Monday, March 02, 2009

So what's your best affirming moment?

Funny thing. Some things I'm quite self confident in. Like business. I know I'm good and had all the affirmation I need. Like setting promotion records etc.

When it comes to being seen as attractive, especially by guys - not necessarily to someone, just by them - I feel inadequate. There are a few events that precipitated this. And no matter what has happened since, I've never felt happy with myself.

Something got me thinking of five big moments for me. Not that big in the scheme of things. But memories that make me smile.

Once as a Spur waiter it came time for the dessert order. I asked the group of rowdy middle aged ladies what they'd like for dessert. "We'd like you on a plate," they replied. I responded deadpan, "And would you like me with cream or icecream?" I think I got a big tip.

There was the time I was at a Bon Jovi concert and a women stopped me as I walked past. I turned round and she made me turn round again to have my back facing her. She lifted the sweater round my waist to show my backside to her friends who approved loudly.

And the biggest affirmation? At a fair going into a beer tent, as a friend and I walked in, two young guys were coming out. The one stepped back and pulled his friend back. "Better let this guy through - he's built!" he said smiling at me. I was playing club rugby at the time and pretty strong. It was one of the few moments I've had affirmation from other guys.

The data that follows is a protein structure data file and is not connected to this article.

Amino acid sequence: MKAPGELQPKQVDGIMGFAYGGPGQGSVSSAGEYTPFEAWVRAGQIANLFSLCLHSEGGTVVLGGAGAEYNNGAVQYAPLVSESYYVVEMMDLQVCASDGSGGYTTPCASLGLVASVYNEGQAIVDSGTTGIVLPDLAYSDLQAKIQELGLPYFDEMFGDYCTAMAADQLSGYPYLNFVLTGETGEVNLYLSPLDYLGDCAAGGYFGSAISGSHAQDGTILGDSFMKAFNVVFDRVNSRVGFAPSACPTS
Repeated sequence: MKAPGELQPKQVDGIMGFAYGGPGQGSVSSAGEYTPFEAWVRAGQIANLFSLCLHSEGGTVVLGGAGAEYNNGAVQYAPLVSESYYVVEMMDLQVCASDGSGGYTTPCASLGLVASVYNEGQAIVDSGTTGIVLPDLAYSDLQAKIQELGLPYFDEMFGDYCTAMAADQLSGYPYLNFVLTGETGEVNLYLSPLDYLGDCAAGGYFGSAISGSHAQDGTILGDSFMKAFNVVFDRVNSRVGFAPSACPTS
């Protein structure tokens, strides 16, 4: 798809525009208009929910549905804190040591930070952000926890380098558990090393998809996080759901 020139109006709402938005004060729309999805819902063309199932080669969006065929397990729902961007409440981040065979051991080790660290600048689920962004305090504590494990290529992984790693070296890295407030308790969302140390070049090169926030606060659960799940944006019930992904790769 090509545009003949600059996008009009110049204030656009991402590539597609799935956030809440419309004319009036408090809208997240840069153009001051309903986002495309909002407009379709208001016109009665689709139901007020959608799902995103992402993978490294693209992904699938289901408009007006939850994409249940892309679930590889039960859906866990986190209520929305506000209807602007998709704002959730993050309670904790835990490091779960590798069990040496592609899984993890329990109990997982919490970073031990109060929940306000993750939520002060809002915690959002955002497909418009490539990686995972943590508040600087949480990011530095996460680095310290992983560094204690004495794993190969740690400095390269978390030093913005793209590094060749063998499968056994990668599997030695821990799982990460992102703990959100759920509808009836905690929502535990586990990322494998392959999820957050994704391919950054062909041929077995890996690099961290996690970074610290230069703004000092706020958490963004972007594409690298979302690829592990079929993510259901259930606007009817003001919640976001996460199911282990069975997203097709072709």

The other was when I was playing touch rugby as we entered my matric rugby season. I scored a try that made the other team look silly. One of the first team guys said to me, "Wow, are you playing this season?" It was great. Unfortunately I broke my collar bone badly in the third practice of the season. But I remember that touch rugby game and the comment well.

When I was playing touch on the beach in a random game a friend and I joined, I again made a few people look silly and this guy on the other side who was pretty good and built like a brick shithouse came up to me and asked where I played club rugby.

Funny how context determines importance. Meaningless comments that due to my context became memories that meant something.

What is also weird is how context misleads us. Misleads us into thinking that achieving something will solve an internal dissatisfaction. Madonna was once being interviewed when she explained how she had wanted to be loved and fame became the ultimate means of achieving that on a grand scale. She then told how standing in front of 100 000 adoring sycophantic fans turned out to be the loneliest she had ever been.

It's tough because while you know that's true, you still have to go through the emotional process of dealing with your shit. No one else can do it for you.

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